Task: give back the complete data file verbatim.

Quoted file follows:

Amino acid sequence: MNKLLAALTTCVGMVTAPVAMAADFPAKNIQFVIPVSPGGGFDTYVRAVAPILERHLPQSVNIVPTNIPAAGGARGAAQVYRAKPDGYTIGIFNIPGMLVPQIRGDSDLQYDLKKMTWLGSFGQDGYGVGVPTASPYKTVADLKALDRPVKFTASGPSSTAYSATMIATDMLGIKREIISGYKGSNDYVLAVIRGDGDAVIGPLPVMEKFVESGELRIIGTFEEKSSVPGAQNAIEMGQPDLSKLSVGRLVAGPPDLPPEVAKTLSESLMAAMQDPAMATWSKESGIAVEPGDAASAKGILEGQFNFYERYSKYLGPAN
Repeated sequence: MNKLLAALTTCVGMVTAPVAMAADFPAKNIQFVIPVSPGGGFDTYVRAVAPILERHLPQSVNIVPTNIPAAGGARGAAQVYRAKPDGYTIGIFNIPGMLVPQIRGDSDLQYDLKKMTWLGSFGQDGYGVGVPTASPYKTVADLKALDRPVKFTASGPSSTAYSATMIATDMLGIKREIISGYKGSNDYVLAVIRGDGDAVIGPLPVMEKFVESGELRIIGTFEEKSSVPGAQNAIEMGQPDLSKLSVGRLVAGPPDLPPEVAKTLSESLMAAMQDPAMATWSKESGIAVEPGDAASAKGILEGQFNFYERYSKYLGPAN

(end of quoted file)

Amino acid sequence: MNKLLAALTTCVGMVTAPVAMAADFPAKNIQFVIPVSPGGGFDTYVRAVAPILERHLPQSVNIVPTNIPAAGGARGAAQVYRAKPDGYTIGIFNIPGMLVPQIRGDSDLQYDLKKMTWLGSFGQDGYGVGVPTASPYKTVADLKALDRPVKFTASGPSSTAYSATMIATDMLGIKREIISGYKGSNDYVLAVIRGDGDAVIGPLPVMEKFVESGELRIIGTFEEKSSVPGAQNAIEMGQPDLSKLSVGRLVAGPPDLPPEVAKTLSESLMAAMQDPAMATWSKESGIAVEPGDAASAKGILEGQFNFYERYSKYLGPAN
Repeated sequence: MNKLLAALTTCVGMVTAPVAMAADFPAKNIQFVIPVSPGGGFDTYVRAVAPILERHLPQSVNIVPTNIPAAGGARGAAQVYRAKPDGYTIGIFNIPGMLVPQIRGDSDLQYDLKKMTWLGSFGQDGYGVGVPTASPYKTVADLKALDRPVKFTASGPSSTAYSATMIATDMLGIKREIISGYKGSNDYVLAVIRGDGDAVIGPLPVMEKFVESGELRIIGTFEEKSSVPGAQNAIEMGQPDLSKLSVGRLVAGPPDLPPEVAKTLSESLMAAMQDPAMATWSKESGIAVEPGDAASAKGILEGQFNFYERYSKYLGPAN